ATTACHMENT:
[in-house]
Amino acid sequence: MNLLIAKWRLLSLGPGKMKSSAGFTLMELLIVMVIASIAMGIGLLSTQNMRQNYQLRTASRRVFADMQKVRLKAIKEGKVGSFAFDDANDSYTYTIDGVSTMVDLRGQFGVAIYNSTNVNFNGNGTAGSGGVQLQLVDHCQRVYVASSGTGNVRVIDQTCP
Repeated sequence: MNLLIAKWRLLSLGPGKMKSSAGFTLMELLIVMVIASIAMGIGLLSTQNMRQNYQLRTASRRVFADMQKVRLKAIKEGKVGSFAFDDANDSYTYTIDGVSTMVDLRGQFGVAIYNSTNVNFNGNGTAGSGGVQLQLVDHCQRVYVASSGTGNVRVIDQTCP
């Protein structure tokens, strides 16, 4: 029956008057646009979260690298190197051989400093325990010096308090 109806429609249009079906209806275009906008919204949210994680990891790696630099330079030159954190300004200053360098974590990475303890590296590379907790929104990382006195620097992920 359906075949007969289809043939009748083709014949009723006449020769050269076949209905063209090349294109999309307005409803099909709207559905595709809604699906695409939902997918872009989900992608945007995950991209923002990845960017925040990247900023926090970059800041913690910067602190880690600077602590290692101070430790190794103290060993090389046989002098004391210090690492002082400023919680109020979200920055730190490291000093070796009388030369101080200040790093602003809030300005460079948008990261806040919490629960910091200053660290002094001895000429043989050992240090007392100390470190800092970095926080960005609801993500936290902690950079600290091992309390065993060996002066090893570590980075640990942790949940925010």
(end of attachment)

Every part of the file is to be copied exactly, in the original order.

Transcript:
[in-house]
Amino acid sequence: MNLLIAKWRLLSLGPGKMKSSAGFTLMELLIVMVIASIAMGIGLLSTQNMRQNYQLRTASRRVFADMQKVRLKAIKEGKVGSFAFDDANDSYTYTIDGVSTMVDLRGQFGVAIYNSTNVNFNGNGTAGSGGVQLQLVDHCQRVYVASSGTGNVRVIDQTCP
Repeated sequence: MNLLIAKWRLLSLGPGKMKSSAGFTLMELLIVMVIASIAMGIGLLSTQNMRQNYQLRTASRRVFADMQKVRLKAIKEGKVGSFAFDDANDSYTYTIDGVSTMVDLRGQFGVAIYNSTNVNFNGNGTAGSGGVQLQLVDHCQRVYVASSGTGNVRVIDQTCP
């Protein structure tokens, strides 16, 4: 029956008057646009979260690298190197051989400093325990010096308090 109806429609249009079906209806275009906008919204949210994680990891790696630099330079030159954190300004200053360098974590990475303890590296590379907790929104990382006195620097992920 359906075949007969289809043939009748083709014949009723006449020769050269076949209905063209090349294109999309307005409803099909709207559905595709809604699906695409939902997918872009989900992608945007995950991209923002990845960017925040990247900023926090970059800041913690910067602190880690600077602590290692101070430790190794103290060993090389046989002098004391210090690492002082400023919680109020979200920055730190490291000093070796009388030369101080200040790093602003809030300005460079948008990261806040919490629960910091200053660290002094001895000429043989050992240090007392100390470190800092970095926080960005609801993500936290902690950079600290091992309390065993060996002066090893570590980075640990942790949940925010």